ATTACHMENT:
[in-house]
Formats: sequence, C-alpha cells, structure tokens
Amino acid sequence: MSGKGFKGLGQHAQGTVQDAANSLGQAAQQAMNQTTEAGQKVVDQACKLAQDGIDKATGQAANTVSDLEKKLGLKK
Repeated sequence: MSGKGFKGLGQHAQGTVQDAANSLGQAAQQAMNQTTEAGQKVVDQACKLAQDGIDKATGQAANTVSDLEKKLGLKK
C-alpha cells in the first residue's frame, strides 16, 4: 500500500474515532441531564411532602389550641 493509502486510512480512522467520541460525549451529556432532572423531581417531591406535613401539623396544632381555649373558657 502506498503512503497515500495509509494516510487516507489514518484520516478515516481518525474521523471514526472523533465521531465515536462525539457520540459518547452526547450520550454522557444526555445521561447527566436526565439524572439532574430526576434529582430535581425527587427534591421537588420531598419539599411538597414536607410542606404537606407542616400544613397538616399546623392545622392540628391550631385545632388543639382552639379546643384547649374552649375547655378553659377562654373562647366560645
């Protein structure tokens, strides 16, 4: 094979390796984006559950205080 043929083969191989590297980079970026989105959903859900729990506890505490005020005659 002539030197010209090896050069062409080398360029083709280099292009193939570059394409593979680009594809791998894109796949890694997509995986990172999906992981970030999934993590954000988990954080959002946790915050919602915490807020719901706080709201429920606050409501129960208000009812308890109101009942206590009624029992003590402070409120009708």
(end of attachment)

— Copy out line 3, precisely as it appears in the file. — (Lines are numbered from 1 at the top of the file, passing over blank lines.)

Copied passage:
Amino acid sequence: MSGKGFKGLGQHAQGTVQDAANSLGQAAQQAMNQTTEAGQKVVDQACKLAQDGIDKATGQAANTVSDLEKKLGLKK